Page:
Why I am marching with #BlackLivesMatter tomorrow
For all those who are wondering whether you should take part in the #BlackLivesMatter St. Paul march tomorrow, to the State Fair, please consider the following:
“Nonviolent resistance is the practice of achieving goals through symbolic protests, civil disobedience, economic or political noncooperation, satyagraha, or other methods, without using violence” (cf. https://en.wikipedia.org/wiki/Nonviolent_resistance)
At the core of the #BlackLivesMatter movement is the conviction that Black lives matter. Which is to say, it’s an assertion of hope and resilience, in the face of widespread evidence to the contrary. It is NOT a statement that ONLY Black lives matter. (If you still don’t understand this, try reading Ta Nehisi Coates’ book Between the World and Me).
Many people are arguing that the State Fair is not the place to protest, that the Fair is symbolic of the “great get together” that is all inclusive of MN’s diversity. But if you listen just a little bit to voices from non dominant settings, you will discover that it’s an “image” of inclusivity, not much of a reality. (Not to mention, there are many, many people who can’t afford the admission price even just to enter the Fair grounds.)
Resisting that dominant narrative, inviting people to think about who is left out from that “symbol,” is a useful exercise. I think there’s something profoundly congruent about using a symbolic form of protest, to protest a symbolic form of inclusivity.
Further, we know that nonviolent resistance works. If you need some convincing, watch this TED talk by political scientist Erica Chenoweth. https://www.youtube.com/watch?v=YJSehRlU34w
Maybe you’ve heard some version of Martin Niemoller’s poem (https://en.wikiquote.org/wiki/Martin_Niemöller)
When the Nazis came for the communists, I remained silent; I was not a communist. When they locked up the social democrats, I remained silent; I was not a social democrat. When they came for the trade unionists, I did not speak out; I was not a trade unionist. When they came for the Jews, I remained silent; I wasn't a Jew. When they came for me, there was no one left to speak out.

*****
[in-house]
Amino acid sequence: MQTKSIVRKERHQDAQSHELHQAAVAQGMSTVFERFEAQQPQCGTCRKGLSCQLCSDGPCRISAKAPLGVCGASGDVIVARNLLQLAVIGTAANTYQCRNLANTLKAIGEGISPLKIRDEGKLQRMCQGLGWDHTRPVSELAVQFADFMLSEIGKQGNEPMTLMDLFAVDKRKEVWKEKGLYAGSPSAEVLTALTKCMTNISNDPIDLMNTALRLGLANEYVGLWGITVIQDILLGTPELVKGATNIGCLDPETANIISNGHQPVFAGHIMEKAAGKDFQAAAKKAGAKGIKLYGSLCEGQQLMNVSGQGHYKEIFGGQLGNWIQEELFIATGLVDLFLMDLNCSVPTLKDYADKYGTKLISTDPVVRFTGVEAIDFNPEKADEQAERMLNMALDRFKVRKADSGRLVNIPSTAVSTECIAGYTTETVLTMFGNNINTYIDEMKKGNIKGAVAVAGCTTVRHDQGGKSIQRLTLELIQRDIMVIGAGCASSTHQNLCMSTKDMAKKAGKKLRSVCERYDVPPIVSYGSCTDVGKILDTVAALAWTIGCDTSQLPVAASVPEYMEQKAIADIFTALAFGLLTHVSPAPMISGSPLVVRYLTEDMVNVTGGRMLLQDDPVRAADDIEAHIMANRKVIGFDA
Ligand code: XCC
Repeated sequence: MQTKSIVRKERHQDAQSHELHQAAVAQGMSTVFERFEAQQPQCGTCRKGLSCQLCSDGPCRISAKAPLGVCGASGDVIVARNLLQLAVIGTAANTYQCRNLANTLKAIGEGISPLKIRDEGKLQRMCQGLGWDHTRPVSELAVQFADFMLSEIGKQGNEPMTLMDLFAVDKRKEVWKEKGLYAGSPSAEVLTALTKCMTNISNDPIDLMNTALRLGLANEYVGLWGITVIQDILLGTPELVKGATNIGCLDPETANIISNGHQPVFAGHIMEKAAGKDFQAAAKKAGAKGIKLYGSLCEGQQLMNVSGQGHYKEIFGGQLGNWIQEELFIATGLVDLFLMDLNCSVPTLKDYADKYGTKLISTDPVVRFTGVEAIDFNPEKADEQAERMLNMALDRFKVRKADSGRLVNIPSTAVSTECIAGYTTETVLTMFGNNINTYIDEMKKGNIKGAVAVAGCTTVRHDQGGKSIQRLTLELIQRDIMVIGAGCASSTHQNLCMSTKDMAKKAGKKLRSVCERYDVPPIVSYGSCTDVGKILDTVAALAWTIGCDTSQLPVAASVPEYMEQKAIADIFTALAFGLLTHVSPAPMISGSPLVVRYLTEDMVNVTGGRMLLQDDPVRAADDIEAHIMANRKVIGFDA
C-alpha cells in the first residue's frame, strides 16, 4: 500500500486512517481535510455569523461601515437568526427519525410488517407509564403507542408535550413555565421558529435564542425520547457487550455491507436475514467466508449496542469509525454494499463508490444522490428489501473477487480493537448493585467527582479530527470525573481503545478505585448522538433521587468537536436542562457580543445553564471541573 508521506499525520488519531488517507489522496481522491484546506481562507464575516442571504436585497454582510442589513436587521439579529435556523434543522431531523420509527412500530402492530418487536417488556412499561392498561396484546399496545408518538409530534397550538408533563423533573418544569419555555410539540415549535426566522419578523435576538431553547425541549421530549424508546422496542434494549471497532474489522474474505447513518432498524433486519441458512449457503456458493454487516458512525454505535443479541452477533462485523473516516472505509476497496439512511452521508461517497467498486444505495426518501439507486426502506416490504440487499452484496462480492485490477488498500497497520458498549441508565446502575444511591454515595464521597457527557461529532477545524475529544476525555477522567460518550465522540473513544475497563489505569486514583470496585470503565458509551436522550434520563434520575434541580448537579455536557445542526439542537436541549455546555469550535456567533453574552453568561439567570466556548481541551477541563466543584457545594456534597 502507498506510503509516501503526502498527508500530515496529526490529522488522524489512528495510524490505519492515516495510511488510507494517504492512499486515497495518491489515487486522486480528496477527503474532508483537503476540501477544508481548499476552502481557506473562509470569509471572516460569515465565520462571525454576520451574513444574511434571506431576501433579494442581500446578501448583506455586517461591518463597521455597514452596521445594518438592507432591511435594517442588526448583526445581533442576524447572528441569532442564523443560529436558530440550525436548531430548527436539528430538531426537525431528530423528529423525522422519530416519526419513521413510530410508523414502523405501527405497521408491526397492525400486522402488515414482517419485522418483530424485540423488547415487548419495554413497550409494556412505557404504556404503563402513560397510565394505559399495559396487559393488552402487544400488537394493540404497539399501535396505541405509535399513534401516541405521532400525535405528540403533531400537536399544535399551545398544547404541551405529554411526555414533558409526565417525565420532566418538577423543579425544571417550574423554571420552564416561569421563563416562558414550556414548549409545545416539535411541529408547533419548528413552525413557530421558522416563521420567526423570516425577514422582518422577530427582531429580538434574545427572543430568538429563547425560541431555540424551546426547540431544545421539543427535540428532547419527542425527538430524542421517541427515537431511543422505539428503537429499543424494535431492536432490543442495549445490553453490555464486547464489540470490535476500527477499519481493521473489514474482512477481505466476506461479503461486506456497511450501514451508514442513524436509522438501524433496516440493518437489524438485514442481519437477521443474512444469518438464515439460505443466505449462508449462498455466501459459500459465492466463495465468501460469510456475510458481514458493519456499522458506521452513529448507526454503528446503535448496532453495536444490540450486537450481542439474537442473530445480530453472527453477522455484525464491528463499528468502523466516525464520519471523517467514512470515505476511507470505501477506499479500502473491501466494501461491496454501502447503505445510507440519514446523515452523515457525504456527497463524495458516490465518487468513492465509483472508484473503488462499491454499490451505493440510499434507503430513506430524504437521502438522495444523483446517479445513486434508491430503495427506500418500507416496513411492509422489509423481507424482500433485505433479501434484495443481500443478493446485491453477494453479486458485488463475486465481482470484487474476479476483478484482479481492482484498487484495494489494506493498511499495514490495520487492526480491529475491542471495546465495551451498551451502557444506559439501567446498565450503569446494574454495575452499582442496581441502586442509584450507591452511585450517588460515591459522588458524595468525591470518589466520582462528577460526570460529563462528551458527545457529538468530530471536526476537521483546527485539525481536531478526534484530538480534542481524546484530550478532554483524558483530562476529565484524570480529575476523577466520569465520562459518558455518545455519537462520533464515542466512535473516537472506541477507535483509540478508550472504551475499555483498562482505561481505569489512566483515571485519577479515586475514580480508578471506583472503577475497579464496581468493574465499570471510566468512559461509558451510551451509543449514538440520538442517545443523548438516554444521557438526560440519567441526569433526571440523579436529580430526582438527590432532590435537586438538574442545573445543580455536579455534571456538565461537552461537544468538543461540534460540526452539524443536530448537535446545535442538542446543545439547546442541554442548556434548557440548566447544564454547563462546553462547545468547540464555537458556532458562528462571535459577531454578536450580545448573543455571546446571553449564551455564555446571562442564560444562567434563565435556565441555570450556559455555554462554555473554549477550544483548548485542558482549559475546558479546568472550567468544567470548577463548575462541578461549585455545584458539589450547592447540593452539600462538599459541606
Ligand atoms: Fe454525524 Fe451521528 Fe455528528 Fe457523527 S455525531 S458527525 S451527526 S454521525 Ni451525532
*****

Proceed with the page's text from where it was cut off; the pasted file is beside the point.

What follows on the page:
I think, for me as a white person, this poem holds deep power. Many of us with white privilege don’t have to think about whether or not Black lives matter. We may not have deep friendships with anyone who is Black, we may not live in neighborhoods, or go to parks, or even shop at Target stores that are racially diverse. We can manage to live comfortably without ever seeing the violence being perpetrated against Black persons (or Native American persons, or East Asian persons, or Latino/a persons, or Arab persons, etc. etc. etc.)
But just because we our living structures keep us away from this consciousness, doesn’t mean that we should accept that level of ignorance.
Going to a march — or even just going to the Fair, and being willing not to hurl insults or anger at people who ARE marching — might give you a glimpse of a different reality.
Please don’t be afraid to open yourself up to new insights.
Please don’t allow your fear or discomfort or irritation to close you off to the possibility of glimpsing the hope and resilience and generativity of those who will march tomorrow.
Join us if you can. But if you cannot, please at least don’t contribute to the widespread mocking (and worse) that is going on already in advance of this march. Some of what is being said in social media is so horrible that I think it’s worth going to the march just to ensure that people recognize that such speech is NOT indicative of all of MN.
Minnesotans have a history of resistance to racism which we should be claiming, and tomorrow is one more opportunity to be part of that history. (cf. Archdiocese of St. Paul and Minneapolis, MN Compass, St. Paul Foundation, Headwaters Foundation, etc. etc. etc.)
I hope you’ll consider walking with us.